Meanwhile in a small bowl, whisk together the garlic, anchovy paste, capers, mustard, vinegar and olive oil. When ready to serve, arrange arugula on a serving plate, toss the potatoes and beans with the vinaigrette and pile on top of the arugula. Arrange sliced or diced eggs and tomatoes on top and sprinkle with salt and pepper; garnish with chopped herbs. Serve warm or at room temperature with a chilled dry white wine, crusty French bread and unsalted butter.

Green Beans with Caramelized Onions

This combination of green beans and onions is a far cry from that old recipe made with canned onions and cream of mushroom soup.

YIELD: Makes 8 servings


1 tablespoon unsalted butter

1 tablespoon olive oil

2 large Vidalia or red onions, peeled and cut into rings

1 tablespoon fresh thyme leaves

½ tablespoon brown sugar

1 teaspoon balsamic vinegar

2 pounds fresh skinny green beans, trimmed and steamed or boiled till tender but still bright green

Salt and freshly ground pepper to taste


Heat the butter and oil in medium skillet over medium heat; add onions, turn heat up to medium-high, and cook onions, stirring frequently, until light golden; add thyme, brown sugar and vinegar and continue to cook, stirring frequently, until onions are a rich medium dark brown. Place string beans in a serving bowl and top with caramelized onions. Serve warm or hot with poultry or meat.

Green Beans with Bacon and Balsamic

YIELD: Makes 6 to 8 servings


2 pounds fresh green beans, trimmed and cooked till tender but bright green

½ pound bacon, cooked till crispy and crumbled

4 tablespoons extra-virgin olive oil

1 tablespoon bacon fat

1 to 2 tablespoons balsamic vinegar

Salt and freshly ground black pepper to taste


In a large serving bowl toss the beans and bacon. In a small bowl whisk together the oil, bacon fat, vinegar, and salt and pepper. Half an hour before serving, toss the string bean mixture with oil mixture; tossing a few more times, let sit for at least half an hour. Serve at room temperature or warm with pork or poultry or as a main dish.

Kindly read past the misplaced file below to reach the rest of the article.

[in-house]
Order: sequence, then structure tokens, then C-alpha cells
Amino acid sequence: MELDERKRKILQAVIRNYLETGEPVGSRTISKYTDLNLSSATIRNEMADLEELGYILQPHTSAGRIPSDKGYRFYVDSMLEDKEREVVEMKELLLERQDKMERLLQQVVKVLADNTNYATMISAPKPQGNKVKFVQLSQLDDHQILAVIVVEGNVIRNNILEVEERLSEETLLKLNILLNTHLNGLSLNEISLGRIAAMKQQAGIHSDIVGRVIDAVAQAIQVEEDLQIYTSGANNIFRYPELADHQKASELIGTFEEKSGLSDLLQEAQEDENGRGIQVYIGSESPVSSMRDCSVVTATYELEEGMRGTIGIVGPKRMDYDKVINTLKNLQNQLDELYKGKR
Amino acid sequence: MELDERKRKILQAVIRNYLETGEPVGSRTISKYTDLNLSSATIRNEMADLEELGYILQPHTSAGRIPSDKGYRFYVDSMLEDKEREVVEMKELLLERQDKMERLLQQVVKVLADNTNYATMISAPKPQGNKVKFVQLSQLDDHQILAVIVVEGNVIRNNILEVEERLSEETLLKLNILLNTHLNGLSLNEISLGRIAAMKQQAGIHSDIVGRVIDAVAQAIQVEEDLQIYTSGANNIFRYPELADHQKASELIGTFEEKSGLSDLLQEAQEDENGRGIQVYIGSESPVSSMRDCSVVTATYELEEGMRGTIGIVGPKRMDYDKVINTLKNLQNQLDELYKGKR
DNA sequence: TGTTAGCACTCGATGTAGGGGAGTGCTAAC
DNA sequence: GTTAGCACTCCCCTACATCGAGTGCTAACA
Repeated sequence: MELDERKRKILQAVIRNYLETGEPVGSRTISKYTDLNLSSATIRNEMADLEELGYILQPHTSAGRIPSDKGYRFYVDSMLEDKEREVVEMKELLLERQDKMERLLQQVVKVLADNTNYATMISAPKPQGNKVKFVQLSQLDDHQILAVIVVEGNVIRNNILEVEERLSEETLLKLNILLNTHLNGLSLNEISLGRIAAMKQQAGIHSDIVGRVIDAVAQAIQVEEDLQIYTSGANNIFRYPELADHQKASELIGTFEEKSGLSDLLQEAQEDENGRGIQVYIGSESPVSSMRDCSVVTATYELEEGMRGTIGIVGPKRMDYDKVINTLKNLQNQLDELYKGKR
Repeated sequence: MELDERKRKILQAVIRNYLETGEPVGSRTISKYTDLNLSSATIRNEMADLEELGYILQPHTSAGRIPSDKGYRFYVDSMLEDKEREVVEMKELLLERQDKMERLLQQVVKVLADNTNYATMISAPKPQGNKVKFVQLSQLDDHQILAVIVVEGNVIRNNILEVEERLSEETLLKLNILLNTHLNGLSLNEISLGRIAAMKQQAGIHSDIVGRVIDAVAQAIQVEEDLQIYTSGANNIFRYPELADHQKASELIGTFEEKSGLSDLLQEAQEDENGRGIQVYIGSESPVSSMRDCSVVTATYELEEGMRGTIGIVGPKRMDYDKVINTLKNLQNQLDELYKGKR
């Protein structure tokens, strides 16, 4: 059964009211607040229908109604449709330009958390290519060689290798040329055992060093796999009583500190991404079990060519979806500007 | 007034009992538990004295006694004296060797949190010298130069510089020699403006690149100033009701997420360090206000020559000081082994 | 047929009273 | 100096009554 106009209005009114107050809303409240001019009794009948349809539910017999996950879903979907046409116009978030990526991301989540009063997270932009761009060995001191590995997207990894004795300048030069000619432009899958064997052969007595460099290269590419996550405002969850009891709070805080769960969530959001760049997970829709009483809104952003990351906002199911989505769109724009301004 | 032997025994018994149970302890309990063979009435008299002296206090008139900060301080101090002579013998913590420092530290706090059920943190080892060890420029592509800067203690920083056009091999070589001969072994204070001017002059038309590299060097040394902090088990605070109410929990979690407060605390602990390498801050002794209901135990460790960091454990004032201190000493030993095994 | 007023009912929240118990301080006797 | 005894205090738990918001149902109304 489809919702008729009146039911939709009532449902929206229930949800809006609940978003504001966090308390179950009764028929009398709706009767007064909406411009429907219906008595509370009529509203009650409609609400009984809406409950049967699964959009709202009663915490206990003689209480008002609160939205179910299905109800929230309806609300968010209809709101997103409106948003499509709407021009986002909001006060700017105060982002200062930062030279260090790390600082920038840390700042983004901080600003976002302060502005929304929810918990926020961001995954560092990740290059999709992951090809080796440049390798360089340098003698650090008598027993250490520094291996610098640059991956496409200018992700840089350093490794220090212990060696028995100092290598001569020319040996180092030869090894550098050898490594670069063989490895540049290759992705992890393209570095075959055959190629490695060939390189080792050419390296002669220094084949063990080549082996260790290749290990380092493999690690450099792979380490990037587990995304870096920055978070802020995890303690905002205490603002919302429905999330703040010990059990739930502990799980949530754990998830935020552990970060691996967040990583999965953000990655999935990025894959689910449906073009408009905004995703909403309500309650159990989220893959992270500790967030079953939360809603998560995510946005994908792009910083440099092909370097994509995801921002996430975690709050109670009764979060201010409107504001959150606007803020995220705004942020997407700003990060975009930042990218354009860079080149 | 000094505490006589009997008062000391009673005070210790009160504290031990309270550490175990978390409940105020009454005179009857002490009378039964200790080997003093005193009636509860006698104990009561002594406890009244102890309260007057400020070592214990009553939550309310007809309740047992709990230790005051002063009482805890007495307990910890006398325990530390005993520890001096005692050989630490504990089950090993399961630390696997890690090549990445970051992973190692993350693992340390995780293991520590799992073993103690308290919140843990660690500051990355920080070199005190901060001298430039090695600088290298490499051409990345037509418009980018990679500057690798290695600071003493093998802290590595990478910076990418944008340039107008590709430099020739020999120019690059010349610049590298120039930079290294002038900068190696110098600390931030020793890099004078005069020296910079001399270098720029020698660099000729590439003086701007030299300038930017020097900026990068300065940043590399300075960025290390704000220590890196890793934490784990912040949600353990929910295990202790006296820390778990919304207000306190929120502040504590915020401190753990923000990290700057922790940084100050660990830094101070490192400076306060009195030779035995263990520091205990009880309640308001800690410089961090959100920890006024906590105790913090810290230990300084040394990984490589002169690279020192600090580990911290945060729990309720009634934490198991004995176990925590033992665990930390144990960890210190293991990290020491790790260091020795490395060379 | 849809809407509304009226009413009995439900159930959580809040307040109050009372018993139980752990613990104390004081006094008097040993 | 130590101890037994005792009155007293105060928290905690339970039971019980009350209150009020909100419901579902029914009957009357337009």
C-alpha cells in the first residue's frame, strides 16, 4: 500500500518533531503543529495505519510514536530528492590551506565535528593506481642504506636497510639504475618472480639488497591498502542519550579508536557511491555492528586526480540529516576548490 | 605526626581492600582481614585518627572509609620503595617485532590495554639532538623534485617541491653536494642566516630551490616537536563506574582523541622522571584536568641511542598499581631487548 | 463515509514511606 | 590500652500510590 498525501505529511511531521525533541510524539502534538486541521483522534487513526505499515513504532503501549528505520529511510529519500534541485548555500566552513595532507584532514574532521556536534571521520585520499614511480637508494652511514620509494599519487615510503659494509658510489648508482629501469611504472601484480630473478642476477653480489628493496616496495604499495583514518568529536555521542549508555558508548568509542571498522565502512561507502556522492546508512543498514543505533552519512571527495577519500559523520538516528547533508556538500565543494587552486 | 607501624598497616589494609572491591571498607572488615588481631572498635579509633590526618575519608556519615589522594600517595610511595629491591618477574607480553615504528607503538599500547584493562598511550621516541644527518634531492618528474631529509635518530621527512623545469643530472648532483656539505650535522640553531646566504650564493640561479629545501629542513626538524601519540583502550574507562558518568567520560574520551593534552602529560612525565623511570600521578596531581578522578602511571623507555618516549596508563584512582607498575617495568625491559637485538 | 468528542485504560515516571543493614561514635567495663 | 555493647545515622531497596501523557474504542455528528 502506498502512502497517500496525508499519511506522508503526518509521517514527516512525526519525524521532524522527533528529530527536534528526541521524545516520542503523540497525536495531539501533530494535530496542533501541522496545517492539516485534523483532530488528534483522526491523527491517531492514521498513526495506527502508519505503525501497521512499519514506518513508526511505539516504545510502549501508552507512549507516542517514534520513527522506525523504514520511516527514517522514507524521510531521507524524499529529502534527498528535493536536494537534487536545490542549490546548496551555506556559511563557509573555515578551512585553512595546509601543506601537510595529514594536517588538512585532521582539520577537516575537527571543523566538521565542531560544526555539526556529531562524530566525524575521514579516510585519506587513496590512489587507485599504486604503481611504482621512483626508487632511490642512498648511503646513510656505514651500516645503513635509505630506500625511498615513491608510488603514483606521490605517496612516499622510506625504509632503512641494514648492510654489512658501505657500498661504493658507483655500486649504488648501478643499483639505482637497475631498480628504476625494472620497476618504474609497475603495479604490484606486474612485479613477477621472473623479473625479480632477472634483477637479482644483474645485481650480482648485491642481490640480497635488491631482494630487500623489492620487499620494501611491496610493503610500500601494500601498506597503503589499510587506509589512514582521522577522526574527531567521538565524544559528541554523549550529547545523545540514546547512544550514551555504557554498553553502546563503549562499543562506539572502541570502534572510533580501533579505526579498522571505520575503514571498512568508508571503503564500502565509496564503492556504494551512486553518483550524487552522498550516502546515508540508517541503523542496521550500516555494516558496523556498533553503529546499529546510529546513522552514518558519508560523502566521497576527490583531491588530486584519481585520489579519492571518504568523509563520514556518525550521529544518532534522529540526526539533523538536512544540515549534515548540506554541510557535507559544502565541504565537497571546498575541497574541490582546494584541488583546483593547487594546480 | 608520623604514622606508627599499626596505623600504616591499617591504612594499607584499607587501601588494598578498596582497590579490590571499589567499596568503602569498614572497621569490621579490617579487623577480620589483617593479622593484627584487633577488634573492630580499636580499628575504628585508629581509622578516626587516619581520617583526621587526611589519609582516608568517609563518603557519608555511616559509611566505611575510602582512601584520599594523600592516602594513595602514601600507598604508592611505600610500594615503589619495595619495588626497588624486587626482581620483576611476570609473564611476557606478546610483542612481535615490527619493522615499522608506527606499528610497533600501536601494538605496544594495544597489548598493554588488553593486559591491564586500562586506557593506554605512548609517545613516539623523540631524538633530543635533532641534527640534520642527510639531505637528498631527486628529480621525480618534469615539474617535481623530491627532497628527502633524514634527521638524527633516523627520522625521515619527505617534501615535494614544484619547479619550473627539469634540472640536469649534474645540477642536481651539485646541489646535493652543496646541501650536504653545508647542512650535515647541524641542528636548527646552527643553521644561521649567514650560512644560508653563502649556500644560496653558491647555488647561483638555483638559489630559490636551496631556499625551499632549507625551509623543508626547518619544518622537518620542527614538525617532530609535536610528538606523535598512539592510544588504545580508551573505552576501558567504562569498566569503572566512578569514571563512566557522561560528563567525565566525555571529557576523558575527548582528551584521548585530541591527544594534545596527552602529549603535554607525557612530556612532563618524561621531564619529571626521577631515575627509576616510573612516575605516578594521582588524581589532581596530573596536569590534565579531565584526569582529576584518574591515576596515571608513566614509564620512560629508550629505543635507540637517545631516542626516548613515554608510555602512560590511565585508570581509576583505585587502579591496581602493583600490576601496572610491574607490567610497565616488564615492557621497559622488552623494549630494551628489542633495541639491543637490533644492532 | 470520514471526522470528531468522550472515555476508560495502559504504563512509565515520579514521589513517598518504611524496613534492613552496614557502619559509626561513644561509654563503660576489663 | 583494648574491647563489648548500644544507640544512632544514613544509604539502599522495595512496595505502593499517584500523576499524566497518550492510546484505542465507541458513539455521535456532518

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Radishes only take 30 days to mature so you can easily plant them for at least another month. Stock photo

By Ellen Barcel

Just because we’re so far into summer, you don’t have to make the assumption that the season is over for growing vegetables. There are many you can plant by mid-August that will mature by Long Island’s earliest frost date — early November — unless you have a microclimate in your area that is much colder than the rest of the island. There are even veggies that you can start growing as late as mid-September.

The rule of thumb for fall planting is to look up the maturity date of the plants you wish to grow — 30 days, for example, for radishes. Then count backward. The last date you can plant radishes then would be the end of September or the very beginning of October. To be on the safe side, figure the middle of September, instead. Always check the package maturity date because different varieties can vary tremendously. Early varieties of beets can mature by 50 days while later varieties can take up to 80 days; early carrots 60 days while later ones up to 85.

Veggies that you can plant in mid-August include bush beans (early varieties mature in 45 days, late varieties in 65 days), early cabbage (60 days), cucumbers (60 days), mustard greens (40 days),  peas (60 days), spinach (40 days) and turnips (40 days). Early carrots (50 days), kohlrabi (45 to 60 days) and leaf lettuce (40 to 50 days).

Some varieties of beans will mature in just 45 days. Photo by Ellen Barcel
Some varieties of beans will mature in just 45 days. Photo by Ellen Barcel

Remember that all of the above are averages. An unusually hot September may affect your veggies negatively. An unusually early frost may do the same thing. But, this is what farmers from way back have had to contend with.  You plant based on the averages but Mother Nature may have other plans.

The Year Without a Summer, 1816, was called that because there was frost in every one of the 12 months of the year. The eruption of Mount Tambora in Indonesia, spewing ash into the atmosphere and blocking the sun the year before, is credited with this phenomenon. But, we don’t need a drastic event to affect our garden. We gardeners know the damage to our plants caused by the cold and snow of the last two winters.

On the other hand, frost could be late. I remember a few years ago, putting out my Christmas wreath next to the geraniums, which were not only alive but still blooming.

So, go ahead and plant a late season vegetable garden and cross your fingers that Mother Nature cooperates to give you a bountiful fall harvest.

Ellen Barcel is a freelance writer and master gardener. To reach Cornell Cooperative Extension and its Master Gardener program, call 631-727-7850.